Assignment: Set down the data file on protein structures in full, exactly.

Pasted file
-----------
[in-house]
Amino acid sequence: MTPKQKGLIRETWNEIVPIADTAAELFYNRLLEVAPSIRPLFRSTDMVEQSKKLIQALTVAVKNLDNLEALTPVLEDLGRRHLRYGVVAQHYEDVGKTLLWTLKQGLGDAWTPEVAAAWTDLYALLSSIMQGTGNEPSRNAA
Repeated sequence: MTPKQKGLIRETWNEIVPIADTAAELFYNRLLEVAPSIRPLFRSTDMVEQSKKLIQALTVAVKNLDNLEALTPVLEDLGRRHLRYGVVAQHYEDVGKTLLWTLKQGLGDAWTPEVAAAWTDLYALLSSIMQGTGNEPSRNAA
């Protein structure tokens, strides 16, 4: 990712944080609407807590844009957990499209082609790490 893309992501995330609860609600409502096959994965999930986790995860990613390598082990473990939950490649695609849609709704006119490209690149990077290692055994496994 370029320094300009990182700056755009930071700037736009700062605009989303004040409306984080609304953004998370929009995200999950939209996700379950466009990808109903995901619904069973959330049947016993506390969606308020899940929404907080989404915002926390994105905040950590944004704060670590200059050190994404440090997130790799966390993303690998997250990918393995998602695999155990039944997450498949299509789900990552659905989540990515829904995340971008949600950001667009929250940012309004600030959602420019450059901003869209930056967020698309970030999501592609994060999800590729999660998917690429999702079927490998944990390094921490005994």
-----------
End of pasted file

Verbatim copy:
[in-house]
Amino acid sequence: MTPKQKGLIRETWNEIVPIADTAAELFYNRLLEVAPSIRPLFRSTDMVEQSKKLIQALTVAVKNLDNLEALTPVLEDLGRRHLRYGVVAQHYEDVGKTLLWTLKQGLGDAWTPEVAAAWTDLYALLSSIMQGTGNEPSRNAA
Repeated sequence: MTPKQKGLIRETWNEIVPIADTAAELFYNRLLEVAPSIRPLFRSTDMVEQSKKLIQALTVAVKNLDNLEALTPVLEDLGRRHLRYGVVAQHYEDVGKTLLWTLKQGLGDAWTPEVAAAWTDLYALLSSIMQGTGNEPSRNAA
């Protein structure tokens, strides 16, 4: 990712944080609407807590844009957990499209082609790490 893309992501995330609860609600409502096959994965999930986790995860990613390598082990473990939950490649695609849609709704006119490209690149990077290692055994496994 370029320094300009990182700056755009930071700037736009700062605009989303004040409306984080609304953004998370929009995200999950939209996700379950466009990808109903995901619904069973959330049947016993506390969606308020899940929404907080989404915002926390994105905040950590944004704060670590200059050190994404440090997130790799966390993303690998997250990918393995998602695999155990039944997450498949299509789900990552659905989540990515829904995340971008949600950001667009929250940012309004600030959602420019450059901003869209930056967020698309970030999501592609994060999800590729999660998917690429999702079927490998944990390094921490005994």